“Having eliminated the emergency policy settings of 2020 at today’s meeting the next move would be to take back the 75 basis points of cuts we saw in 2019 when the Bank was frustrated at the consistently low inflation prints,” Westpac said. “Recall that the cash rate entered 2019 at 1.5%.”
ANZ is slightly less hawkish. “August seems more likely than July [for a 50bp increase], coming as it does after the June Quarter CPI data and a couple more employment reports,” the bank’s economists said.
“As such, we think the RBA will hike by 25bp in July and then deliver a 50bp increase in August,” they said. They expect the RBA to get the cash rate to around the bottom of the 2-3% range for its neutral cash rate by the end of the year.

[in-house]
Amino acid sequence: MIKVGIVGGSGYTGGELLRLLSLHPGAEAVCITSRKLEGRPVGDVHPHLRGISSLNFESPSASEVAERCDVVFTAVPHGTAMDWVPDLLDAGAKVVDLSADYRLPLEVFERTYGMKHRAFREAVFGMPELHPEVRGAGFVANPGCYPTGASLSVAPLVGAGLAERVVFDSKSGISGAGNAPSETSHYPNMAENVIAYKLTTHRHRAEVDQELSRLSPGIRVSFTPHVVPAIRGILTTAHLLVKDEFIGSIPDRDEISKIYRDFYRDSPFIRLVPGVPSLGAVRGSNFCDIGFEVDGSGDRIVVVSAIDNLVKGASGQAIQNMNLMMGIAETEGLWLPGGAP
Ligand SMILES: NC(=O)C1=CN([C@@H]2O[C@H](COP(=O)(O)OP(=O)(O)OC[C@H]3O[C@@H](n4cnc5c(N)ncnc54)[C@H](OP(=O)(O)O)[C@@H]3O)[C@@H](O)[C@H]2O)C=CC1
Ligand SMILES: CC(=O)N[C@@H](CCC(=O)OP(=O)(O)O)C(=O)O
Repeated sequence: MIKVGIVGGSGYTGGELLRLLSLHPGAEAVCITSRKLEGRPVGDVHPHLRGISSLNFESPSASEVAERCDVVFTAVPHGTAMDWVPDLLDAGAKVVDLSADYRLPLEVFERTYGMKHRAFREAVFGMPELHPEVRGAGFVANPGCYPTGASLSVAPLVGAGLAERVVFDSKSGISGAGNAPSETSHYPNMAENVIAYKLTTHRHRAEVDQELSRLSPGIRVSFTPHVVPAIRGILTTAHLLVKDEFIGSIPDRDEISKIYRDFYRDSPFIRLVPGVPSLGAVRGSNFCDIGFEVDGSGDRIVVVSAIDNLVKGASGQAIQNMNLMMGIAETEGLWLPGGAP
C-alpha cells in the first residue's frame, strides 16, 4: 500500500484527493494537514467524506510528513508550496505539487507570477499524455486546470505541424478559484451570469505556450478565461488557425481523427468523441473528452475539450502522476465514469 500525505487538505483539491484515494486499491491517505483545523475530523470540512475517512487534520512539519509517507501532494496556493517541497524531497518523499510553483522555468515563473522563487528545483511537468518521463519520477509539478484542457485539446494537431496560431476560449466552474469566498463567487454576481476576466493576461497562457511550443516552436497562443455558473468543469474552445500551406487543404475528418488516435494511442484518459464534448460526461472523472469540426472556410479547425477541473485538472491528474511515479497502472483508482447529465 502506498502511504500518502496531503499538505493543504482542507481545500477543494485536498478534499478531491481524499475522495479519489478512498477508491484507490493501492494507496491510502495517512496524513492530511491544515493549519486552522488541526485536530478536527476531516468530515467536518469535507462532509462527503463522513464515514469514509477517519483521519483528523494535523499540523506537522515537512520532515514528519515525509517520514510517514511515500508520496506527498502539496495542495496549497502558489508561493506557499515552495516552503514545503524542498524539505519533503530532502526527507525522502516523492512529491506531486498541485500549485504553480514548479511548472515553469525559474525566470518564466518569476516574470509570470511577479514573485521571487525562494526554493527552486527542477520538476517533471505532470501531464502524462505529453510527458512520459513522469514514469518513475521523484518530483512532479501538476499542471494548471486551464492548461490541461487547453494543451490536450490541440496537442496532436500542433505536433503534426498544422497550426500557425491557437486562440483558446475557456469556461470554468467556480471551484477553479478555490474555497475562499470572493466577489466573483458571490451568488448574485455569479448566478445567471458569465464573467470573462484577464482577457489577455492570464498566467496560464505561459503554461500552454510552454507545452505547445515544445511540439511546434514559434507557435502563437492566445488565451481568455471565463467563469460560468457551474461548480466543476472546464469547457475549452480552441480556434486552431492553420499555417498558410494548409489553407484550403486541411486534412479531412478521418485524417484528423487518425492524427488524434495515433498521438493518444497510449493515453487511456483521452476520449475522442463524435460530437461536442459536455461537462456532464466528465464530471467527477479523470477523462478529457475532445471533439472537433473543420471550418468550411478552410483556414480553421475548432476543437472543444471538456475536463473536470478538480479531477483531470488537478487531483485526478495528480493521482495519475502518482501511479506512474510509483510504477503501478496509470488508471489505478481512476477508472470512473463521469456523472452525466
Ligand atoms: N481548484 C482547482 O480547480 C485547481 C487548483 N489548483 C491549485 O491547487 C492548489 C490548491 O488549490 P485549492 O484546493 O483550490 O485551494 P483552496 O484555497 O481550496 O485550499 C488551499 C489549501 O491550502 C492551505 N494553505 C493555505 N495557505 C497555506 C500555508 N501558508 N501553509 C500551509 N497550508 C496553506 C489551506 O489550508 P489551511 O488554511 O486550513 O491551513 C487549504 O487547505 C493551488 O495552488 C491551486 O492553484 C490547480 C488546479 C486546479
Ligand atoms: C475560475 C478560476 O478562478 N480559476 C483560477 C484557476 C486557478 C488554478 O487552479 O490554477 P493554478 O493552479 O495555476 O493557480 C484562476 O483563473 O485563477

A few busy months ahead for the RBA and various ministers and their shadows.
Two public servants in Tasmania have been stood down in the space of two days over contemporary child sexual abuse allegations, AAP reports.
The suspension of the workers, both from the state’s north, was disclosed by the state government on Monday and Tuesday as part of routine reporting.
Tasmania is holding a commission of inquiry into state government responses to allegations of child sexual abuse in the public service.
During two weeks’ of public hearings last month, survivors told of complaints falling on deaf ears and alleged perpetrators being moved to different schools.
The inquiry, set to hold further hearings and produce a final report by May, was announced in 2020 after child abuse accusations were made against nurse James Geoffrey Griffin and staff at Ashley Youth Detention Centre.
Since October 2020, 32 state service employees have been stood down over child sexual abuse allegations.
Six have returned to work after being cleared after state government code of conduct investigations.
The prime minister, Anthony Albanese, has just wrapped up his two-day visit to Indonesia, and is on his way back to Australia.
National Covid summary